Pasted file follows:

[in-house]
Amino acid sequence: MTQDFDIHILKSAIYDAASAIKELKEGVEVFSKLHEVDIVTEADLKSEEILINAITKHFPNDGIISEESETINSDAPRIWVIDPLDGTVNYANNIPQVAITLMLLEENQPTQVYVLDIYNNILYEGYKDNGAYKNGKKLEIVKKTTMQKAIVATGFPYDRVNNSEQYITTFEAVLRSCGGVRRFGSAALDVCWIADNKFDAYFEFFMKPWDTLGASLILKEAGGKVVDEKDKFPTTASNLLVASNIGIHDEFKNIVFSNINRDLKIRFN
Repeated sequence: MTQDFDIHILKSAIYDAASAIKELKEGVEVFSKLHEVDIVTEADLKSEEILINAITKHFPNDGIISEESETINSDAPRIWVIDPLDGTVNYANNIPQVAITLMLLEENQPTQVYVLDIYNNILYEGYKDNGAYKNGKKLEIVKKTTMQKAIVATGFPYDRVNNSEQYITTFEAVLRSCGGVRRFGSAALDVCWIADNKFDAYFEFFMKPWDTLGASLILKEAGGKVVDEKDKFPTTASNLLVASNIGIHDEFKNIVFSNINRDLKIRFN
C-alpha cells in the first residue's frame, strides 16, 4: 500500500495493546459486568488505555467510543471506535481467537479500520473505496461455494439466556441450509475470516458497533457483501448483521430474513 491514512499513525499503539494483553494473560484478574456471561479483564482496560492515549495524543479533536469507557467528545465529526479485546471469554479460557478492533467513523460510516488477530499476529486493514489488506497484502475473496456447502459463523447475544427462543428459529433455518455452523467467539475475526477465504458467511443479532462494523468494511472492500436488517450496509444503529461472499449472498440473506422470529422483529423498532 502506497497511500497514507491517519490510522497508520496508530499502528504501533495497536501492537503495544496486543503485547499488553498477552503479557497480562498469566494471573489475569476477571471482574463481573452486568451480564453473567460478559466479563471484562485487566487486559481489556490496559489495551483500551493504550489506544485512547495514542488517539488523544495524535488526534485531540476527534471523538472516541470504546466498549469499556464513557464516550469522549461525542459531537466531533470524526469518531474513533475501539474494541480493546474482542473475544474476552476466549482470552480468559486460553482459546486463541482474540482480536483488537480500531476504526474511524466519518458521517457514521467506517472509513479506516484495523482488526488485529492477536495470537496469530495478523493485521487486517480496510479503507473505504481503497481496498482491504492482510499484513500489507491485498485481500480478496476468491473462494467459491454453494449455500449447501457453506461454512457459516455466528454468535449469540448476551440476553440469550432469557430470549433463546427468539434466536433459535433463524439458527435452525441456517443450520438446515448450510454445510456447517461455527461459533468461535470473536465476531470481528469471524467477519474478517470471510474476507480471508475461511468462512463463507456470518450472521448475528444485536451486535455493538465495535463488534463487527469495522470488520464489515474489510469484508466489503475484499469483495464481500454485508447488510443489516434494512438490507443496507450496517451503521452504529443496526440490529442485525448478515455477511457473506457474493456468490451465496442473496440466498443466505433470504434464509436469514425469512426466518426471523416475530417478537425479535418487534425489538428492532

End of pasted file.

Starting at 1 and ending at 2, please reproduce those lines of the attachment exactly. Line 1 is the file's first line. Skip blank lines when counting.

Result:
[in-house]
Amino acid sequence: MTQDFDIHILKSAIYDAASAIKELKEGVEVFSKLHEVDIVTEADLKSEEILINAITKHFPNDGIISEESETINSDAPRIWVIDPLDGTVNYANNIPQVAITLMLLEENQPTQVYVLDIYNNILYEGYKDNGAYKNGKKLEIVKKTTMQKAIVATGFPYDRVNNSEQYITTFEAVLRSCGGVRRFGSAALDVCWIADNKFDAYFEFFMKPWDTLGASLILKEAGGKVVDEKDKFPTTASNLLVASNIGIHDEFKNIVFSNINRDLKIRFN